The first post in this series covered two questions: Where are you? and Where do you want to go?
The second article in the series described the calendar of events or how many shopping days do we have?
This third article in the series will cover the actual RFP (request for proposal) anatomy and contents.
The fourth article will discuss the vendor selection process – planning for the wedding.
Hopefully you are now ready to dive into the RFP itself.
The purpose of a Request for Proposal (RFP) is to provide detailed information for suppliers about requirements discussing an implementation and possible budget limitations. It is focused on addressing a business issue with a solution for the customer organization.
Here are the typical elements of an RFP:
- Cover letter
- Project overview and administrative information
- Technical requirements
- Management requirements
- Supplier qualifications and references
- Supplier’s section
- Contracts and license agreements
Now, more detail about each element.
The cover letter should have most, if not all of the following:
- Invite the provider to submit a proposal
- Present your company briefly
- Briefly describe existing environment
- What are your pain points and critical success criteria
- Present the project timeline – goal: on time & on budget
- Pre-proposal submission meeting: mandatory or voluntary
- Notice of intent: is vendor interested? Ask them to acknowledge interest.
- Proposal timeline
- Submission date
- Contract award date
- Thank the provider for time and interest
- Close the letter with contact and reference information
The project overview and administrative information should briefly cover:
- Executive summary – high level objectives
- Information about the management of the RFP
- Where & when to submit proposal
- If and when a bidders conference will be held
- Relevant dates for procurement
- Requirements for preparing proposals
- How proposals will be evaluated
- RFP contact names and addresses
- Other information as needed
Since we are focusing on IT managed services there must be a technical requirements section in the RFP. The technical requirements section will probably take the most time to produce. The clearer this section the better; show your knowledge!
- Summary of the problem
- What is the business application?
- What is the technical environment?
- Goals and objectives for the project
- What are your pain points & how do you expect the vendor to address them?
- Critical success factors
- Must have / Need to have / Nice to have
- Functional specifications: both existing and projected
- Performance specifications
- Hardware/Software requirements
- Communication requirements
- Reporting requirements
Another section in the RFP will be the management requirements.
- How will the project be implemented & managed?
- Internal staffing requirements
- Site preparation responsibilities
- Delivery & installation schedule
- System acceptance test requirements
- System maintenance requirements
- System training requirements
- Documentation/reporting requirements
- Ongoing care & feeding. “Free puppies are not always free.”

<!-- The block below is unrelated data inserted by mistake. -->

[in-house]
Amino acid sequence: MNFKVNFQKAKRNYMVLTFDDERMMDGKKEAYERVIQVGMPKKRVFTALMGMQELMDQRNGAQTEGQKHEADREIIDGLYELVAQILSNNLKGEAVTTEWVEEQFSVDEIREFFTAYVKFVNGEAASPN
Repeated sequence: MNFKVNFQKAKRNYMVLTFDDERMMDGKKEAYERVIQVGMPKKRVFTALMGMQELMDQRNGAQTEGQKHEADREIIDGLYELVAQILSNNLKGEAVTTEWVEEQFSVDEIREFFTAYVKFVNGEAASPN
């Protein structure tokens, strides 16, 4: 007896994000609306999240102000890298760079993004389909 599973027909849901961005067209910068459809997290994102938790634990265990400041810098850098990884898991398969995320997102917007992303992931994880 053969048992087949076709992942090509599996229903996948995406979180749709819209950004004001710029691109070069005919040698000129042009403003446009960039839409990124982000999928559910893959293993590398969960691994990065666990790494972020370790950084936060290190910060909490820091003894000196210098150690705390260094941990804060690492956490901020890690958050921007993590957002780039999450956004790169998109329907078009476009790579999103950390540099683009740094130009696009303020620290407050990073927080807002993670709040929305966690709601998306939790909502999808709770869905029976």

It is important that you know who is trying to get your business. So, the supplier’s qualifications and references section is also important to the outsourcing process. Consider gathering details from the vendor about:
- Brief history of suppliers firm
- Installation & maintenance offerings & capabilities
- Description of the relationship between the supplier and manufacturer & how long has the relationship existed
- Evidence supplier has technical skills, staff & financial resources to perform the contract
- Number of currently installed systems
- Customer references with similar solutions provided by this supplier – get names & numbers
The supplier’s section is where the customer is asking the supplier for additional information.
- Tell me what you think I have not thought about
- What else should I know or consider?
- Pricing document template
- Clearly formatted to enable better comparisons between vendors
- Example spreadsheet for categories (one time vs ongoing, fixed vs variable) such as:
- Hardware – lease, buy
- Software – OS, App, Reporting
- Installation – hourly, fixed cost
- Maintenance – remember if you want annual maintenance
- Training – onsite, offsite, electronic
- Documentation – there may be additional charges for some documentation
- Project management
- Other integration fees
- Licensing fees – annual, one-time
The contracts and license agreements section may request specific details about the following:
- Purchase agreement
- Maintenance contract
- Warranty details
- Software license agreement
- Non-disclosure agreements
And finally, the appendixes should include materials that do not really fit into other areas of the RFP. Some of these materials might include:
- Workflow diagrams
- Statistical information spreadsheets – to support requirements
- Communication network drawings – if network involved
- List of current equipment/software – for integration
- Company standards
- Tentative project plan with dates & responsible parties – project work breakdown schedule (WBS)
That is a lot of information but it will be a great communication tool between you and potential suppliers. It helps your organization ensure the requirements are documented and understood at the beginning of the process.
Stay tuned – more to come!
Thanks for reading and let’s continue to be good network citizens!